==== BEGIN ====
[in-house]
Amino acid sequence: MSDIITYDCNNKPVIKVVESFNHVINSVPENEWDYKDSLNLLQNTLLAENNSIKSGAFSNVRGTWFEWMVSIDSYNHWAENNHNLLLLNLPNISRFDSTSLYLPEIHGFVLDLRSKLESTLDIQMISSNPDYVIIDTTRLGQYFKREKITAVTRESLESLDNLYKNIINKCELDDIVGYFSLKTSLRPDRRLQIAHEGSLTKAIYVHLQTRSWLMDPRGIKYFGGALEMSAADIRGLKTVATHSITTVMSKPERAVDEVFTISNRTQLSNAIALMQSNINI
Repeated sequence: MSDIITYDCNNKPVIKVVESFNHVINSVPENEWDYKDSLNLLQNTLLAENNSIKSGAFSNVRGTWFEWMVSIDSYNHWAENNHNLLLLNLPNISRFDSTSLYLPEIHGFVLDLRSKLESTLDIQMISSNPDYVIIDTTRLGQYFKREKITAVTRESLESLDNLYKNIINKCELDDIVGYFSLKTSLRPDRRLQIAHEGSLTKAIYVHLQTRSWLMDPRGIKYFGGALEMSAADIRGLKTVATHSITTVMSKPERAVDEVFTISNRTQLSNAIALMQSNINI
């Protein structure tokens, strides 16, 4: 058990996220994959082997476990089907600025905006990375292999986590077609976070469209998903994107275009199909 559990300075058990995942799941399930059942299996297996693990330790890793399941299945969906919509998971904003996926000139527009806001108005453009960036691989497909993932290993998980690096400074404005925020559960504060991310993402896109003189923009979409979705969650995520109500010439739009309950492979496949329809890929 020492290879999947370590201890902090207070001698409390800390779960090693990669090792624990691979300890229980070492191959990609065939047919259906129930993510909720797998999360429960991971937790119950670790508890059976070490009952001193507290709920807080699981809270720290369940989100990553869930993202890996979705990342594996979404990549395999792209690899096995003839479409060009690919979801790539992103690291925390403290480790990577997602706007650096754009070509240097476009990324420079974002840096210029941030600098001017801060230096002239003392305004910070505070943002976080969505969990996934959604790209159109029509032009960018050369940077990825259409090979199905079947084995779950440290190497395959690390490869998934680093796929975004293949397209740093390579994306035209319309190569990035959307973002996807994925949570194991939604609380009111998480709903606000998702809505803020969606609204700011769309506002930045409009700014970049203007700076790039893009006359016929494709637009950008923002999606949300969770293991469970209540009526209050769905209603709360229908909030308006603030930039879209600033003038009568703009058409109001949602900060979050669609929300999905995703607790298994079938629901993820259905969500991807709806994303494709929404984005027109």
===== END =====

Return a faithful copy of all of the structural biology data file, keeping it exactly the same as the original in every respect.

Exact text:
[in-house]
Amino acid sequence: MSDIITYDCNNKPVIKVVESFNHVINSVPENEWDYKDSLNLLQNTLLAENNSIKSGAFSNVRGTWFEWMVSIDSYNHWAENNHNLLLLNLPNISRFDSTSLYLPEIHGFVLDLRSKLESTLDIQMISSNPDYVIIDTTRLGQYFKREKITAVTRESLESLDNLYKNIINKCELDDIVGYFSLKTSLRPDRRLQIAHEGSLTKAIYVHLQTRSWLMDPRGIKYFGGALEMSAADIRGLKTVATHSITTVMSKPERAVDEVFTISNRTQLSNAIALMQSNINI
Repeated sequence: MSDIITYDCNNKPVIKVVESFNHVINSVPENEWDYKDSLNLLQNTLLAENNSIKSGAFSNVRGTWFEWMVSIDSYNHWAENNHNLLLLNLPNISRFDSTSLYLPEIHGFVLDLRSKLESTLDIQMISSNPDYVIIDTTRLGQYFKREKITAVTRESLESLDNLYKNIINKCELDDIVGYFSLKTSLRPDRRLQIAHEGSLTKAIYVHLQTRSWLMDPRGIKYFGGALEMSAADIRGLKTVATHSITTVMSKPERAVDEVFTISNRTQLSNAIALMQSNINI
């Protein structure tokens, strides 16, 4: 058990996220994959082997476990089907600025905006990375292999986590077609976070469209998903994107275009199909 559990300075058990995942799941399930059942299996297996693990330790890793399941299945969906919509998971904003996926000139527009806001108005453009960036691989497909993932290993998980690096400074404005925020559960504060991310993402896109003189923009979409979705969650995520109500010439739009309950492979496949329809890929 020492290879999947370590201890902090207070001698409390800390779960090693990669090792624990691979300890229980070492191959990609065939047919259906129930993510909720797998999360429960991971937790119950670790508890059976070490009952001193507290709920807080699981809270720290369940989100990553869930993202890996979705990342594996979404990549395999792209690899096995003839479409060009690919979801790539992103690291925390403290480790990577997602706007650096754009070509240097476009990324420079974002840096210029941030600098001017801060230096002239003392305004910070505070943002976080969505969990996934959604790209159109029509032009960018050369940077990825259409090979199905079947084995779950440290190497395959690390490869998934680093796929975004293949397209740093390579994306035209319309190569990035959307973002996807994925949570194991939604609380009111998480709903606000998702809505803020969606609204700011769309506002930045409009700014970049203007700076790039893009006359016929494709637009950008923002999606949300969770293991469970209540009526209050769905209603709360229908909030308006603030930039879209600033003038009568703009058409109001949602900060979050669609929300999905995703607790298994079938629901993820259905969500991807709806994303494709929404984005027109």